Kierston Wareing stars as Gina in Inside Men (Picture: BBC)
Kierston Wareing is tiny. She’s settled deep into a chair in a Soho bar and all I see at first is big black hair and a forest of false eyelashes. Is this the actress who tore up the screen next to Tom Hardy in The Take and took aim as police officer Lia Honey in The Shadow Line?
The voice gives it away – the earthy, richness of her Essex tones belying her elfin frame. ‘I haven’t seen it yet – is it any good?’ she fires back, genuinely interested to know, when I tell her I’ve just watched the first episode of Inside Men, a new BBC crime thriller in which she stars alongside Steven Mackintosh, Ashley Walters and Warren Brown. ‘You never know when you’re doing stuff, do you?’
It is good, with Wareing’s part a slow burner, in the background of a first episode which follows a trio of unlikely criminal masterminds – they’re ordinary blokes – as they plan an inside job at the financial clearing house where they work. ‘She’s very much in love with her husband,’ says Wareing of her character Gina. ‘But he’s not the brightest spark. He’s got mixed up in this robbery and she finds out about it so she gets involved because she’s smart.’
It’s a story that’s on trend in these troubled economic times, forcing us to ask whether we’d be able to resist the temptation to cross the moral line if it was staring us straight in the face. ‘They want a better life,’ says Wareing. ‘They’ve all got money troubles and my character sees the life that she could have. She sees a chance.’
Low-life and crime is a familiar milieu. ‘Yeah, I’m usually shooting men,’ she says. She has been on a roll these past four years, appearing in a series of top TV dramas, including Five Daughters, The Runaway and Top Boy, following on from acclaimed turns in the indie films It’s A Free World… and Fish Tank. It’s A Free World…, directed by Ken Loach in 2007, came just in the nick of time. At 28, she was at the point of throwing in the acting towel.
‘I was broke and I was struggling and Ken gave me a big break,’ she recalls. ‘I’ll always be grateful. I’d opened a tanning salon in Southend and did vajazzling as well, only it wasn’t called that then, but it was jewels and stuff. I was ahead of the game in the vajazzling stakes.’ So is Essex girl Wareing a fan of Towie then? ‘No, it’s not for me,’ she says, giving you the sense that she’s lived it, so doesn’t need to see it. ‘But I’ve played celebrity football with some of them.’ You can bet she does a mean sliding tackle.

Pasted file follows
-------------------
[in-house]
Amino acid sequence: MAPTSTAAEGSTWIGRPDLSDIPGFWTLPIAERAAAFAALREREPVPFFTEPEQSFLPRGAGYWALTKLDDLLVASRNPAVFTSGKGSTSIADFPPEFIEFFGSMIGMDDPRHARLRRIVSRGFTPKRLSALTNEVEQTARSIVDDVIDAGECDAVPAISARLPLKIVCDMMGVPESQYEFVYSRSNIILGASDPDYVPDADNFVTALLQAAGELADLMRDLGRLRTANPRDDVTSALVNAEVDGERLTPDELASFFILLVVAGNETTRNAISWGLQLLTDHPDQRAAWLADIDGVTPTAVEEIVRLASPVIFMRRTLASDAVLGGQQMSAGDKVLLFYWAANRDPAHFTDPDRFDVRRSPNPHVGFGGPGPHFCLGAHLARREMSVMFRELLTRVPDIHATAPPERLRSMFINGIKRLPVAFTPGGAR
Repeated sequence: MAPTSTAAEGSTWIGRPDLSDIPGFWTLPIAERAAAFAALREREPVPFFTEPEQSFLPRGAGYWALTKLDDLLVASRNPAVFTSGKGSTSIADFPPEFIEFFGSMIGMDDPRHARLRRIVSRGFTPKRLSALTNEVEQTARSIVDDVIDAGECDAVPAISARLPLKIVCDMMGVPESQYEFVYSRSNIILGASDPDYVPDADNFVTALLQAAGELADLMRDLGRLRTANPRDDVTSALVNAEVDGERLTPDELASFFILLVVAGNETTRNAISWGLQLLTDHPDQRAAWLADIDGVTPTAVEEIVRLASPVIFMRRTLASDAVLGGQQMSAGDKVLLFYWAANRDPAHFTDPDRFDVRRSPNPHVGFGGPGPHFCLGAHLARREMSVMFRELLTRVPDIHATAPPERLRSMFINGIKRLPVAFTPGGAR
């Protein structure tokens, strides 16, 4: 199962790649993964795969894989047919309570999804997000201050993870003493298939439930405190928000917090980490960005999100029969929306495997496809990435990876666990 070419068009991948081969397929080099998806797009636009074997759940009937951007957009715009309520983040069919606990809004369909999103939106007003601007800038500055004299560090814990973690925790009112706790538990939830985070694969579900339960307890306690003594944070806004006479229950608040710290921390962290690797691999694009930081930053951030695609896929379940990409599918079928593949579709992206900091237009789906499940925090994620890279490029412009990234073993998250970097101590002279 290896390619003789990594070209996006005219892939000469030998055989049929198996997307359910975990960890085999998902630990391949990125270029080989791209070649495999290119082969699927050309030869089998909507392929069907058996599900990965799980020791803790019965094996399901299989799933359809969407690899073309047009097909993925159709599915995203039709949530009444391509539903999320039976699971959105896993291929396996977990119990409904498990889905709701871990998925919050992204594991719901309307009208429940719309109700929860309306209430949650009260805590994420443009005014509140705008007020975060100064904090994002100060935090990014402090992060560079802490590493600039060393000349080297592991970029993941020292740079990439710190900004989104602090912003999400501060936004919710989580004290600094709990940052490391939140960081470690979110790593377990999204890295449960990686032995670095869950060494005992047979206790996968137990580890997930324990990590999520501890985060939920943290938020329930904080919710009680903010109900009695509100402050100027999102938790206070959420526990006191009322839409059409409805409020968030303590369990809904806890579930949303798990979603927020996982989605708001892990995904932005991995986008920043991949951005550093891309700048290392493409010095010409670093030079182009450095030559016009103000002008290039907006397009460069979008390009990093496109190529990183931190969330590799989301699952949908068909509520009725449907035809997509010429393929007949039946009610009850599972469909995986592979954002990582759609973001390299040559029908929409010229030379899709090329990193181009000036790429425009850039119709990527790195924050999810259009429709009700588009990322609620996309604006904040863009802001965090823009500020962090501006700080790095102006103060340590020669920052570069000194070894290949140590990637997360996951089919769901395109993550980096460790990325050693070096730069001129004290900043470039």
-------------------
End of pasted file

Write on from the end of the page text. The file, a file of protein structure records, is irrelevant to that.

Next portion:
Wareing had set her heart on acting from the age of seven and attended drama school in Leigh-on-Sea. ‘I was well spoken at the time and I used to get bullied,’ she says. The experience sent her off the rails and she ended up at a school for uncontrollable kids but she’s nothing if not a survivor.
‘I went off to New York with a model who was ten years older than me,’ she says. ‘When he came back to the UK I stayed and studied the Lee Strasberg Method for three years.’ Method acting is the controversial process of an actor ‘becoming’ the role they’re playing. Is that what she uses to work now?
‘Not really. But on The Take I did have a shot of vodka at seven in the morning, and it would give me a kick because it was what my character would have done. That was a bit method,’ she says.
The talk of method makes me think she’d be a natural for EastEnders: she’s a character already. ‘I did have one line in it. I played a mate of Kat’s and said: “Come on you old slapper, we’re missin’ out on drinkin’ time.” I got down to the last two to play Phil Mitchell’s wife. My agent was relieved I didn’t get it. If I had I wouldn’t have done all the stuff I’ve done.’
As she shifts the subject to her agent, Wareing reveals a steely streak of ambition. Many of the co-stars she’s tangled with on-screen, notably Tom Hardy and Fish Tank co-star Michael Fassbender, have hit the fast track to fame. And she’s not afraid to admit she wants some of that.
‘I’ve changed agent,’ she says. ‘I loved the one I had but I needed to move on to something bigger. I was looking at who I’d acted with and I thought “they’ve done alright” and I held my own with them. So why not me?’ Why not indeed – look out Hollywood, Kierston Wareing has you in her sights.
Inside Men begins on BBC1 on February 2.
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